Jeremy Dean writes about a study of couples that suggested facial similarity between partners increases over time. Both the study's authors and Dean believe that "empathy" may account for this.
People grow to look similar because they are empathising with each other and so copying each other's facial expressions. Over time because of all the empathising they are doing, their faces come to look more similar."
I suspect that the processes behind converging appearance are far more complex than this explanation would suggest. The more broadly encompassing concept of intersubjectivity addresses the interpenetration of mental worlds extending well beyond empathy and constituent activities such as imitation.
Interpersonal relations entail an interplay of ongoing adjustments, assimilations, accommodations, micro-attunements and mis-attunements between partners. Presaging this understanding, Heinrich Racker wrote about the two-way nature of interpersonal traffic using the transferential terms concordant and complementary identifications.
Later, in The Interpersonal World of the Infant, Daniel Stern explored the mutuality of maternal-infant influences and regulatory activities within the mother-infant/toddler dyad. In a sense, this interplay of influences constitutes a more fluid, boundariless, shared mind that is continuous with the internal worlds of both mother and infant. Stern would say that it is within the context of this flowing, shared mental experience that the psychic world of the infant develops. Based upon his extensive, videotaped observations of mother-infant interactions, Stern offered a detailed description of the emergence of the self (really, layers of context-bound selves) within this relational matrix.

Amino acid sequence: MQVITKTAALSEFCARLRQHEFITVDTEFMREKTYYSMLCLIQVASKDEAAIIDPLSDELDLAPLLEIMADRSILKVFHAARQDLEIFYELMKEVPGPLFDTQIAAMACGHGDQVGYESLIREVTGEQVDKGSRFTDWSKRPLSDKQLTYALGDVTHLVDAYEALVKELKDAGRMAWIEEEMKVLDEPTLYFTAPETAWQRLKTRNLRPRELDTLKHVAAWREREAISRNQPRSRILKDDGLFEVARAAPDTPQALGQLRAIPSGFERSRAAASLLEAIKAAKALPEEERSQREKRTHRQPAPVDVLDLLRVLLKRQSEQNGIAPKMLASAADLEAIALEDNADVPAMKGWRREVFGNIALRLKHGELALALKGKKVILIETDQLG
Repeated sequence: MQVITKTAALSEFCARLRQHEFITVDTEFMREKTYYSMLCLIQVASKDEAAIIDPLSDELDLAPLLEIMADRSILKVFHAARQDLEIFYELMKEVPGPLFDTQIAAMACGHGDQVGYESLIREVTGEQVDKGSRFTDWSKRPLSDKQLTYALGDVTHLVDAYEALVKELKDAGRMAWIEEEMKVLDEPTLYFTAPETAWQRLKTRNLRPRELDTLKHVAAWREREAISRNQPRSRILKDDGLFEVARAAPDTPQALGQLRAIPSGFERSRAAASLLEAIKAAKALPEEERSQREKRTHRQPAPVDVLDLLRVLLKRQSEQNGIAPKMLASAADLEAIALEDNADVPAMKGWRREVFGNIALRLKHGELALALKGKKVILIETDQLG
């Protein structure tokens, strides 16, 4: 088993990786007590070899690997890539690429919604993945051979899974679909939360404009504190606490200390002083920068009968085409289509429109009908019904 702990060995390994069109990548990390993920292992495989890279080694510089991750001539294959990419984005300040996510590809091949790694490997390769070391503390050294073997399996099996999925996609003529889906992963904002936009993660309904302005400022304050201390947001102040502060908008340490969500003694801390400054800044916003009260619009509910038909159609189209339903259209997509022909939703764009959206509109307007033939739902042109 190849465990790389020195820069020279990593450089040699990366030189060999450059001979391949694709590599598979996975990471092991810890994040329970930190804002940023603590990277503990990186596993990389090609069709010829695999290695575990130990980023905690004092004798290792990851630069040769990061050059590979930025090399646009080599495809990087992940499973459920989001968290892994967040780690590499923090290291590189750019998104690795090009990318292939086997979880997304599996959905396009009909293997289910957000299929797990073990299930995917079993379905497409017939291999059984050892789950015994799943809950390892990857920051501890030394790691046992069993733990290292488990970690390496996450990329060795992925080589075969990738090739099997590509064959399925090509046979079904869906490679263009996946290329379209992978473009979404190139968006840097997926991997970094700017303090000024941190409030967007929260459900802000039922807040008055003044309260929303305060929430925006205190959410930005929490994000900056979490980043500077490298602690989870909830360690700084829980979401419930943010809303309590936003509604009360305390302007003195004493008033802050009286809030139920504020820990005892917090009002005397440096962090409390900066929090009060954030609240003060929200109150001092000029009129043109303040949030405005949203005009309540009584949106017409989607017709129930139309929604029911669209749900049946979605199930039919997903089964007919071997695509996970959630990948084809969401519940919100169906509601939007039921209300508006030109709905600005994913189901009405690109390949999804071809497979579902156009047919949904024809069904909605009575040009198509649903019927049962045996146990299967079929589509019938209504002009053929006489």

During infancy and toddlerhood, when neuroplasticity is greatest, the infant is highly responsive to relational cues and pressures that forge a sense of familiarity and continuity of inner experience, as well as patterns of outward expression. But the infant doesn’t just imitate the mother/caretaker as the process evolves. The infant experiences his or her own impulses, desires, frustrations and fears, engaging with the mother in ways that influence and shape the mother's experience, as well. Together, each partner to the dyad contributes to the formation of a sort of third, more transient dyadic-mind within which both minds engage in fluid, ongoing constructive and reconstructive processes. I don't have the reference handy, but I believe I've read that there is evidence that, after childbirth, women experience a temporary increase in neuroplasticity. If that’s true, it might enhance the mother’s flexibility in adapting to the influences and constitutional realities of the infant.
When we discuss convergence of appearance in an adult couple, the observations above are relevant since the intersubjective qualities of psychic life continue into adulthood. And, although neuroplasticity is reduced, it is far from absent. I've long suspected that couples undergo similar processes that could lead partners, over time, to look more alike. I also suspect that certain aspects of the appearance (and inner experience) of one partner might instead represent either complementary or projected unwanted psychic parts of the other partner.